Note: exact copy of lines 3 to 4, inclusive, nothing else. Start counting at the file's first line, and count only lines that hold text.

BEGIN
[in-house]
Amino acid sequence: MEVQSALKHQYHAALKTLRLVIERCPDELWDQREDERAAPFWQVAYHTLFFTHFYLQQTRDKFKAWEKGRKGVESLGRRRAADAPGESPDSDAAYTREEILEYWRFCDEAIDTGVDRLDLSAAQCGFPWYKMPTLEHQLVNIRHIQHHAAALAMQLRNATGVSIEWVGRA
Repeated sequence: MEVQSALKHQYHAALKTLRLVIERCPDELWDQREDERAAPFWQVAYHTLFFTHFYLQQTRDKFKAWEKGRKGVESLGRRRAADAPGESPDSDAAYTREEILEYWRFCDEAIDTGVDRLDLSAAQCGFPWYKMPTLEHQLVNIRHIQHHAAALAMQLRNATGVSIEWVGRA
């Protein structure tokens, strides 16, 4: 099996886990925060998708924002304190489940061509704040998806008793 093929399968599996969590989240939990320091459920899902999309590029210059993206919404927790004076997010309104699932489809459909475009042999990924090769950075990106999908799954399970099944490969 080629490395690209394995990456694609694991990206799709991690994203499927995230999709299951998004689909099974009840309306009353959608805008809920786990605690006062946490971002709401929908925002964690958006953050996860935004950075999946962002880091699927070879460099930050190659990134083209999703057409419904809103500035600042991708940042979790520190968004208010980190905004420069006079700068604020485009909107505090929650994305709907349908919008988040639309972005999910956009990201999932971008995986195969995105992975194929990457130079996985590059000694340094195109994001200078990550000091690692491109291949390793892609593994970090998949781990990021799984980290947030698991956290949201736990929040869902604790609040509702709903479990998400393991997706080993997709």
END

Repeated sequence: MEVQSALKHQYHAALKTLRLVIERCPDELWDQREDERAAPFWQVAYHTLFFTHFYLQQTRDKFKAWEKGRKGVESLGRRRAADAPGESPDSDAAYTREEILEYWRFCDEAIDTGVDRLDLSAAQCGFPWYKMPTLEHQLVNIRHIQHHAAALAMQLRNATGVSIEWVGRA
């Protein structure tokens, strides 16, 4: 099996886990925060998708924002304190489940061509704040998806008793 093929399968599996969590989240939990320091459920899902999309590029210059993206919404927790004076997010309104699932489809459909475009042999990924090769950075990106999908799954399970099944490969 080629490395690209394995990456694609694991990206799709991690994203499927995230999709299951998004689909099974009840309306009353959608805008809920786990605690006062946490971002709401929908925002964690958006953050996860935004950075999946962002880091699927070879460099930050190659990134083209999703057409419904809103500035600042991708940042979790520190968004208010980190905004420069006079700068604020485009909107505090929650994305709907349908919008988040639309972005999910956009990201999932971008995986195969995105992975194929990457130079996985590059000694340094195109994001200078990550000091690692491109291949390793892609593994970090998949781990990021799984980290947030698991956290949201736990929040869902604790609040509702709903479990998400393991997706080993997709």